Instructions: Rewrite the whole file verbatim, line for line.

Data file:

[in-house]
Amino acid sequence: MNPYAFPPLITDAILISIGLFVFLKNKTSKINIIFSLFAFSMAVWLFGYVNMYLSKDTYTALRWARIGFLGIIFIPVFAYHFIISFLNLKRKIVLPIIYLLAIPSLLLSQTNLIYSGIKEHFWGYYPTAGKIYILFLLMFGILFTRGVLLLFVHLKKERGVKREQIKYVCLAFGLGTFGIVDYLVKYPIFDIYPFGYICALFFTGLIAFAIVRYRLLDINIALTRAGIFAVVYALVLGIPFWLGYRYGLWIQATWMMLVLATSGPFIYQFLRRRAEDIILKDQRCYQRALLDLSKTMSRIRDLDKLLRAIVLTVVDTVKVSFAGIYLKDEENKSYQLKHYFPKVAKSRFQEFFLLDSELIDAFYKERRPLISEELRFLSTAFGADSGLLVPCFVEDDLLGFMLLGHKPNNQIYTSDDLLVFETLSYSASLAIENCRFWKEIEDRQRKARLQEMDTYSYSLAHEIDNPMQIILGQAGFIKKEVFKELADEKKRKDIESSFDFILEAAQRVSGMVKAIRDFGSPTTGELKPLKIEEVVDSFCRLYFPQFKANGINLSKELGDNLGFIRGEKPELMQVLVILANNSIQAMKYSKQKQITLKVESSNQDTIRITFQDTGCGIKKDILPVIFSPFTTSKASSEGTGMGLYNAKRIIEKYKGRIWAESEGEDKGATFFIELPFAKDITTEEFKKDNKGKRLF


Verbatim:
[in-house]
Amino acid sequence: MNPYAFPPLITDAILISIGLFVFLKNKTSKINIIFSLFAFSMAVWLFGYVNMYLSKDTYTALRWARIGFLGIIFIPVFAYHFIISFLNLKRKIVLPIIYLLAIPSLLLSQTNLIYSGIKEHFWGYYPTAGKIYILFLLMFGILFTRGVLLLFVHLKKERGVKREQIKYVCLAFGLGTFGIVDYLVKYPIFDIYPFGYICALFFTGLIAFAIVRYRLLDINIALTRAGIFAVVYALVLGIPFWLGYRYGLWIQATWMMLVLATSGPFIYQFLRRRAEDIILKDQRCYQRALLDLSKTMSRIRDLDKLLRAIVLTVVDTVKVSFAGIYLKDEENKSYQLKHYFPKVAKSRFQEFFLLDSELIDAFYKERRPLISEELRFLSTAFGADSGLLVPCFVEDDLLGFMLLGHKPNNQIYTSDDLLVFETLSYSASLAIENCRFWKEIEDRQRKARLQEMDTYSYSLAHEIDNPMQIILGQAGFIKKEVFKELADEKKRKDIESSFDFILEAAQRVSGMVKAIRDFGSPTTGELKPLKIEEVVDSFCRLYFPQFKANGINLSKELGDNLGFIRGEKPELMQVLVILANNSIQAMKYSKQKQITLKVESSNQDTIRITFQDTGCGIKKDILPVIFSPFTTSKASSEGTGMGLYNAKRIIEKYKGRIWAESEGEDKGATFFIELPFAKDITTEEFKKDNKGKRLF